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Medicare vs. Medicaid Benefits

Almost daily, I have clients who mistakenly use the terms Medicare and Medicaid interchangeably. These programs — other than both starting with the letter M and dealing with health care — are completely different from each other. It is important to realize the differences between these programs in order to fully understand the financial impact that the need for care will have on a family and their finances.

In order to qualify for Medicaid, you must be age 65 or over or disabled. However, there is also an asset test that must be met for eligibility, which does not exist for Medicare. This asset test requires that the Medicaid recipient have less than $2,000 in countable assets.

You do not need to be eligible for Medicare in order to be eligible for Medicaid, or vice versa. In order to be eligible for Medicare, you must be either age 65 or older, or declared disabled by Social Security for a period of two years or more, with a few exceptions. You or your spouse must also have paid into Medicare for at least 40 quarters. In the event that the potential Medicare recipient is a disabled child with no work record and therefore no record of having paid into Medicare for 40 quarters, the work record of one of the child‘s parents may be used to establish eligibility.

Virtually everyone who is age 65 or over is eligible for Medicare Part A, and almost all of those people also voluntarily have enrolled in Medicare Part B.

Medicare essentially acts like traditional health insurance in that it pays for hospitalizations, therapy, doctor’s visits and x-rays. Medicaid can also pay for those things — but only if Medicare or private insurance doesn’t pay first. But Medicaid can also pay for things that Medicare doesn’t pay for. Probably the most commonly used example is payment for long-term care after rehabilitation ends. Medicaid will not only pay for care after a rehab stay ends, but it can also, in some cases, pay for in-home aides, transportation to and from doctor’s appointments, and several other services.

In order for a Medicare recipient to be eligible for a rehab stay, there are several requirements that must be met. First, the individual must be eligible for and enrolled in Medicare Part A benefits. For someone who has a Medicare Advantage plan, they will also be eligible for rehab stays, but the basic rules and costs will vary from plan to plan. For Medicare Advantage enrollees, it is very important that they be familiar with all of the plan’s features because there is a wide difference between plans. Second, the individual must have been admitted to the hospital for three consecutive days. Just because an individual was at the hospital doesn’t necessarily mean that the person was admitted. And, many times, when an individual first goes to the hospital, they are under observation, which does not count towards the three-day requirement. Next, as you leave the hospital, the doctor must agree that you either need some type of therapy (speech, physical, or occupational) or have some other skilled need (such as intravenous injections or certain types of wound care).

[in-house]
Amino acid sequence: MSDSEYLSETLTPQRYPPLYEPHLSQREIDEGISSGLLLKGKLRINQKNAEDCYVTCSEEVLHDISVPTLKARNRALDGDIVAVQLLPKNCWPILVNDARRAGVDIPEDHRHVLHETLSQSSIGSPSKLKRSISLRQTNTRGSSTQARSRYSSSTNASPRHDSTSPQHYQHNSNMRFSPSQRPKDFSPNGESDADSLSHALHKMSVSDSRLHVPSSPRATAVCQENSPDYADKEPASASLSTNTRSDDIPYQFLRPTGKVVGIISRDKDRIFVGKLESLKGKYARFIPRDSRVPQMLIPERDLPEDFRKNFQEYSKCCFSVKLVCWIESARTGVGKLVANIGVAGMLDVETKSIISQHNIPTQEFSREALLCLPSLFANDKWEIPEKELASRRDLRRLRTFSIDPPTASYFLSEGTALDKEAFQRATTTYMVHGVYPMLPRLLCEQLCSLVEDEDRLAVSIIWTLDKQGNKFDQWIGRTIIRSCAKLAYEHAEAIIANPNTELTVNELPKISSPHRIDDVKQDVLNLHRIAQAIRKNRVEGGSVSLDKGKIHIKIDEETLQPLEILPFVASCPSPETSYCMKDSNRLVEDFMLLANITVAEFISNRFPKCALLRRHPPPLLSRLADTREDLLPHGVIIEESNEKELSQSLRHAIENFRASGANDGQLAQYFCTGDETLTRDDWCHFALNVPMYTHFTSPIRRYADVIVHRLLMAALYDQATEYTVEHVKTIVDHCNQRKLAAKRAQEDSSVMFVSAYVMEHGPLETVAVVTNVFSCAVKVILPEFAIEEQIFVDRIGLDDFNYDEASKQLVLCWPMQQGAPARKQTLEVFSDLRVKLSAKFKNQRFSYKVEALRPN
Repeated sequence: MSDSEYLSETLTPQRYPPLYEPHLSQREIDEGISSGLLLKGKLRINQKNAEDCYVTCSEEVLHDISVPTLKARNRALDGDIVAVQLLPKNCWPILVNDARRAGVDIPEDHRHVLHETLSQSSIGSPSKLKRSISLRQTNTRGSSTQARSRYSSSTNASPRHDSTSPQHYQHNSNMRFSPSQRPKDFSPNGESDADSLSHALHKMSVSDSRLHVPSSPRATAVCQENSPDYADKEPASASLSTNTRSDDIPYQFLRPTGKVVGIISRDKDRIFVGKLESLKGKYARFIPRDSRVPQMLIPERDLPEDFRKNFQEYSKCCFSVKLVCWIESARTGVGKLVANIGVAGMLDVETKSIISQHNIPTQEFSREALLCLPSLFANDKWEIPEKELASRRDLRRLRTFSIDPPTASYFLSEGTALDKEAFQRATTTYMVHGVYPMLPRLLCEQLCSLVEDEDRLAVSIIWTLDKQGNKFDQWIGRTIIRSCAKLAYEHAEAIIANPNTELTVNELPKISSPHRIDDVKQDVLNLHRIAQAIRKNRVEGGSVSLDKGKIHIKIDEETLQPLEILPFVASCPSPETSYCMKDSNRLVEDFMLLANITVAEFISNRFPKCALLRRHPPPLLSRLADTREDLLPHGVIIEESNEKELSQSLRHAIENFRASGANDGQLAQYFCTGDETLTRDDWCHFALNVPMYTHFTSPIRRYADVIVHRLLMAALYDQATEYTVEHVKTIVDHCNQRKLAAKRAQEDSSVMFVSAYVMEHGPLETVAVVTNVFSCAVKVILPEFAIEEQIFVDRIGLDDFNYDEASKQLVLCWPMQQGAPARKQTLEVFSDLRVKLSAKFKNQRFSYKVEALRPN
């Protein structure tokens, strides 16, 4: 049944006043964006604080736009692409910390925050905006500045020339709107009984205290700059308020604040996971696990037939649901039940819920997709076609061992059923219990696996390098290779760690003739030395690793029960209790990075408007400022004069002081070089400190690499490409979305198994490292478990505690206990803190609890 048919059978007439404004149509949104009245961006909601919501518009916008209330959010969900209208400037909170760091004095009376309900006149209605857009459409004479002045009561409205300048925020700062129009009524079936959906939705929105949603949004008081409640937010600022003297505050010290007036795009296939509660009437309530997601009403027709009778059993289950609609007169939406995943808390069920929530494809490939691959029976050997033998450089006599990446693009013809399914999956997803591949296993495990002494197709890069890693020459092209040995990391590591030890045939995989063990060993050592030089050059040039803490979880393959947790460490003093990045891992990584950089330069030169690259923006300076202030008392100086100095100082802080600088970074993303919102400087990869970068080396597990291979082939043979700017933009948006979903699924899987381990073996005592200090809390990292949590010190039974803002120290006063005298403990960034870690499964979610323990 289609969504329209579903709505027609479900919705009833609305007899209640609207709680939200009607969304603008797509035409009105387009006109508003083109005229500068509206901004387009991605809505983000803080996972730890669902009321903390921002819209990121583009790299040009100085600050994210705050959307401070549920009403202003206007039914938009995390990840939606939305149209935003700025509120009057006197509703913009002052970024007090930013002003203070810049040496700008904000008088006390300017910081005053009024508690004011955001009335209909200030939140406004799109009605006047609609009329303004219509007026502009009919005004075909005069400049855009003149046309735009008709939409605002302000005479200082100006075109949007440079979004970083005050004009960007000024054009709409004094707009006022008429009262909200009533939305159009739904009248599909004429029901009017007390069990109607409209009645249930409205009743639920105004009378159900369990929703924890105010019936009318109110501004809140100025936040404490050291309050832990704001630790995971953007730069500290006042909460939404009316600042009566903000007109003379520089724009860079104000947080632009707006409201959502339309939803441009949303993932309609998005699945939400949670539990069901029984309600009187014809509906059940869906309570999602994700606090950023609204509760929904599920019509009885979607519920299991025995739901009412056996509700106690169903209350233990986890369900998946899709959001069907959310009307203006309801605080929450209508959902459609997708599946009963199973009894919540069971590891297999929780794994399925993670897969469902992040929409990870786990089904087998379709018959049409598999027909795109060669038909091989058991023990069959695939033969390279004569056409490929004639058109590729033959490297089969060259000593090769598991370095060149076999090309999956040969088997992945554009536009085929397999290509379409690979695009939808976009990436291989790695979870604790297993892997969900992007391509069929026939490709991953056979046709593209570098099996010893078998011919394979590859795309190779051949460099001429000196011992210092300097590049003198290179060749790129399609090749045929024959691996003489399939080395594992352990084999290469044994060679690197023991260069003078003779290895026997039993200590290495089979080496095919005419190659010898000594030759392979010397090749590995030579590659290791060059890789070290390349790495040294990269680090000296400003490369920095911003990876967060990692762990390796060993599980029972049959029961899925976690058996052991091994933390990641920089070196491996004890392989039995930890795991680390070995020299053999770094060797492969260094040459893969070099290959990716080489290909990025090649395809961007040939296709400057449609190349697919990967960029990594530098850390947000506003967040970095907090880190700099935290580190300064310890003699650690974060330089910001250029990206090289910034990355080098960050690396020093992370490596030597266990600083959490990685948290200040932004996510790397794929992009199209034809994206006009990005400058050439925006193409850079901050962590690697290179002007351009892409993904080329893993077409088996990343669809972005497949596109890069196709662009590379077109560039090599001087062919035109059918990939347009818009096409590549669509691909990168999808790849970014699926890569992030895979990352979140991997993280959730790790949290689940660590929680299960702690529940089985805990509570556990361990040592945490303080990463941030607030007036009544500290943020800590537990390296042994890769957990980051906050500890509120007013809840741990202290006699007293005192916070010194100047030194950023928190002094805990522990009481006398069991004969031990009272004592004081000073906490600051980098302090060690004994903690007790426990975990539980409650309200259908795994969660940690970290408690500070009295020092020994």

Medicare will pay for most of the costs of someone who has a 3-day hospital stay and then needs to go to skilled nursing for some type of therapy or other skilled need to fully recover. The thought process is basically that Medicare will pay to help someone get better. However, once that person has either recovered, or it becomes apparent that continued therapy will not lead to that person’s recovery, then Medicare stops paying. Medicare will also stop payment if the rehab stay lasts longer than 100 days for any one spell of illness. More often than not, however, elderly individuals who enter into nursing homes are unable to recover, and Medicare stops paying.

Rehab stays fall under Medicare Part A. However, it is possible to get some things paid for in a skilled nursing facility to be covered under Medicare Part B, which is a totally separate set of benefits. An example of this is when an individual who is benefiting from physical therapy but has completed his 100-day stay under Part A can still get the costs of his therapy covered under Part B, even past the 100 days. Even though the therapy is covered, there will still be charges for the room and board that the patient is responsible to pay. If someone completes the rehab stay, then they will either become a private-pay resident or, if they qualify, they can receive Medicaid benefits.

Clearly, when Medicare stops paying for needed care and the patient becomes a private-pay resident, there is a tremendous financial burden placed on the family. We have helped hundreds of families in this situation find the best possible care given the circumstances while protecting assets in order to prevent spousal impoverishment.